You know the running gag on The Simpsons where Marge will look at Homer and ask him what he's thinking? And then we get a cutaway to a cross-section of Homer's head and see that inside is a toy monkey banging a tin drum? That's sort of the level of disconnect we have here.

Basically, what you believe I thought or knew is not even close. Partly it may be the way I write. If you had a number line from seat-of-the-pants writers (pantsers) to planners I would be so far over on the pantser side there'd be no one to my left. It's almost all improvised.

So, things you (and probably most people) see as a plan, I know to be improvised. I write big, densely-plotted books with big casts and multiple concurrent plot lines. I also write series, and in my approach to a series, the whole thing is essentially one long book. I like doing this because (among other reasons) I like plenty of space to play out character arcs. My series are 'built' like a TV mini-series. I know that's not indicated in any way on the book, but I don't design the covers.

So the little toy monkey in my head is worrying from Page 1 about the plot primarily. Not that it's the only thing, it's just the hardest thing, so most of my thinking is on that. Second comes character.

As I always tell aspiring writers, there's no 'right' way to do this job. There's only your way, which is whatever it takes to get you from Page 1 to the little hash marks at the end. But civilians - people who are not writers - are told a lot of nonsense by writers trying, usually unsuccessfully, to explain how we do what we do. The true answer is: we don't know. But that's unsatisfying, so we make up a bunch of reasonable-sounding nonsense, and civilians come away with all these notions of inspiration and falling in love with your characters and tearing your soul open (which sounds painful) and they think it's real. It's mostly not. Writing is not inspiration so much as problem-solving. (And typing.) A series of if-then propositions. Constant reliance on imagination, over which I, at least, have very little conscious control.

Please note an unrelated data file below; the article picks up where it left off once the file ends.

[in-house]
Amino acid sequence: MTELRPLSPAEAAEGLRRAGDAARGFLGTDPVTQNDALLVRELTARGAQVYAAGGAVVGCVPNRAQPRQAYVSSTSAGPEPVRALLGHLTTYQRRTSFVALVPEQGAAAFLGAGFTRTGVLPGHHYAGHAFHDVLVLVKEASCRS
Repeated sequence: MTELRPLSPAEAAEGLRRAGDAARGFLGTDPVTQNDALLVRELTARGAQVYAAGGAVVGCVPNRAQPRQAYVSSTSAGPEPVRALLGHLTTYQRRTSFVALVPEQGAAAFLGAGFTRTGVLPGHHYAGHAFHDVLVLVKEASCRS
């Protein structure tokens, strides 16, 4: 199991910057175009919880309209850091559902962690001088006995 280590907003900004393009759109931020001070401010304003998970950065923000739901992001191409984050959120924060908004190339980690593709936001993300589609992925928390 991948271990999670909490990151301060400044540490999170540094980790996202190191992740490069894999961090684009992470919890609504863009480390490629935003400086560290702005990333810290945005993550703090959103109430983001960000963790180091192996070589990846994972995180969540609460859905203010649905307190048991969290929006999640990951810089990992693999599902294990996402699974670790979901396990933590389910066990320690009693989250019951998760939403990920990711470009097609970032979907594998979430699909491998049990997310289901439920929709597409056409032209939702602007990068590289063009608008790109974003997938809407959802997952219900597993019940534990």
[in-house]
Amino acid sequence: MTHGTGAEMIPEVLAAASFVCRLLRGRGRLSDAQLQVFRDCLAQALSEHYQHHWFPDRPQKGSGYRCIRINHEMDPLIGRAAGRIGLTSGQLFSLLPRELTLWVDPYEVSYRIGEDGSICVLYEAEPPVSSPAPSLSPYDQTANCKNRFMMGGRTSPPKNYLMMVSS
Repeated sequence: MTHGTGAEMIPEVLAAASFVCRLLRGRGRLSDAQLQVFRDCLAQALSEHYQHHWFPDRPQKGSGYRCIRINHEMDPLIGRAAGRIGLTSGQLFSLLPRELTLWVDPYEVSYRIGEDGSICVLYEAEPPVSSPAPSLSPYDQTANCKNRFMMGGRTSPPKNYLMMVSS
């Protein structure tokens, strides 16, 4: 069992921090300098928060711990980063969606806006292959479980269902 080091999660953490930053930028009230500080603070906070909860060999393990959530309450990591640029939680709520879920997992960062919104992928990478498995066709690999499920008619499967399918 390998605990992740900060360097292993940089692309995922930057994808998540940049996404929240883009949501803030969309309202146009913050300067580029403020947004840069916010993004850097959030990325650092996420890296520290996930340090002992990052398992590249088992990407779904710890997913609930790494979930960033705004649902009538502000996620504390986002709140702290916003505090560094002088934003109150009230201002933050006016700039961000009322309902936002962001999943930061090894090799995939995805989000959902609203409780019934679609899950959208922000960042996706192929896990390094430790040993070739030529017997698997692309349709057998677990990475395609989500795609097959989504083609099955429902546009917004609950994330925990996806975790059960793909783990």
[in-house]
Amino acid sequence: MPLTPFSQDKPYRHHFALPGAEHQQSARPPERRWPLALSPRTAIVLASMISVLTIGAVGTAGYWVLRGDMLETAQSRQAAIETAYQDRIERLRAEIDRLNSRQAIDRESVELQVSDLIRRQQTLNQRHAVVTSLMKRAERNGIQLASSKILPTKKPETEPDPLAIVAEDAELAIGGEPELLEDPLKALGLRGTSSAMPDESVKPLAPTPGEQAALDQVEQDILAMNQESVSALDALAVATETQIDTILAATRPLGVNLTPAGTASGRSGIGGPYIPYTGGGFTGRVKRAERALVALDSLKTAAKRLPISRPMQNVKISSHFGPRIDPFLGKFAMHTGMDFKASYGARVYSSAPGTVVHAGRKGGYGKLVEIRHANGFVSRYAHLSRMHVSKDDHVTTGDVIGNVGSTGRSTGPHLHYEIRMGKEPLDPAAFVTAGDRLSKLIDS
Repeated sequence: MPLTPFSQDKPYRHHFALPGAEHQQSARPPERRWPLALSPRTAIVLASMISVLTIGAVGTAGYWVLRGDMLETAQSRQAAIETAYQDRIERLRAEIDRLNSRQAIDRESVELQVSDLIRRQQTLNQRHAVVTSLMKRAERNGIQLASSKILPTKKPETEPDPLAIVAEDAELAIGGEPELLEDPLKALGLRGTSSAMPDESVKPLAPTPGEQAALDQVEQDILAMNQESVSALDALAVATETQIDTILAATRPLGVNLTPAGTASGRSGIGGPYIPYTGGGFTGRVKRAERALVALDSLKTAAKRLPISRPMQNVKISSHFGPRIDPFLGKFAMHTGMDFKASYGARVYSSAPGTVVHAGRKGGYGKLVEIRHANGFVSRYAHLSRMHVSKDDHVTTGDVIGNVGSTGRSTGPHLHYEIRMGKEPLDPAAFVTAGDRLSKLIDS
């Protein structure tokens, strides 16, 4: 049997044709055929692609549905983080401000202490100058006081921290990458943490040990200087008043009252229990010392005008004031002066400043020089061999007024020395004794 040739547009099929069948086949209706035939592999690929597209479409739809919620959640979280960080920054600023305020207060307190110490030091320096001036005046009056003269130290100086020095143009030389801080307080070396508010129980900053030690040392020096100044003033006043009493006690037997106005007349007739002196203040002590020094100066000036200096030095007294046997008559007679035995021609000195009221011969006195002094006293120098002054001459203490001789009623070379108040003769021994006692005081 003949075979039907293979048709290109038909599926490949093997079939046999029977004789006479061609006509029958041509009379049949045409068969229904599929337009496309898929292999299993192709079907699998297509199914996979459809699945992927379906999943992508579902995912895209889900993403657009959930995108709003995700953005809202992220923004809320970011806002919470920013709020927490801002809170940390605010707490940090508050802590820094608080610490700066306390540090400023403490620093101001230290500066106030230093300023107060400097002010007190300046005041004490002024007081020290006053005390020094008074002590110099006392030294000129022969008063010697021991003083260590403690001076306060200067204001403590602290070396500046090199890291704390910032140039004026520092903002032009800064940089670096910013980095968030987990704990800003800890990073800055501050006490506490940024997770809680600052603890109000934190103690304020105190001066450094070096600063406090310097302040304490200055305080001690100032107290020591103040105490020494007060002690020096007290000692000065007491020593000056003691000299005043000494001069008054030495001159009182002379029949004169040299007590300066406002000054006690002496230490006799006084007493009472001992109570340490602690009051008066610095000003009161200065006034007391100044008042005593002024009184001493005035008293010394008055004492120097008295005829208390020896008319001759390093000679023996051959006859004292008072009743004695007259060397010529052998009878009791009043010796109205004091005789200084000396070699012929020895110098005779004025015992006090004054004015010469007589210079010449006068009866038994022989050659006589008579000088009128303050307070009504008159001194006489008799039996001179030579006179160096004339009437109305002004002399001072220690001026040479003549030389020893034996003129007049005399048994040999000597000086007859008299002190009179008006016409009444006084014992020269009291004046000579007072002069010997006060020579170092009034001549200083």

You need to understand that whatever image we put out there, we are scared little children trying to cajole the mute beast in the back of our heads into giving us the ideas we then type up. I'm not complaining - it's the best gig in the world. I have a ridiculously great life. (Now.) I've done real work, I've been poor, I know and remember and thank the universe daily for giving me this, instead of what I started out with. So, not complaining; explaining. But an overwhelming amount of our mental resources is spent convincing ourselves that we are doing something real. That we aren't just delusional. Yes, I should be over that. But I'm not. I don't know a writer who is.

So, with that aside, I'm going to respond with some specifics re: Gone. Here's your review and my notes. Not sure how the layout will work...let's see:

Anonymous said...

(Part 2 of, oh, looks like 3.)

Chapter one is set at a school in California. It opens with a character named Sam, who is listening to his teacher talk about the Civil War. Suddenly the teacher is gone. It seems funny at first but then they realize that other teachers are gone, and so is everyone who is 15 years old, or older. In chapter two, Sam, his friend Quinn, and Astrid (she's introduced in chapter one as a smart girl) head home, sure they'll find their parents. They don't.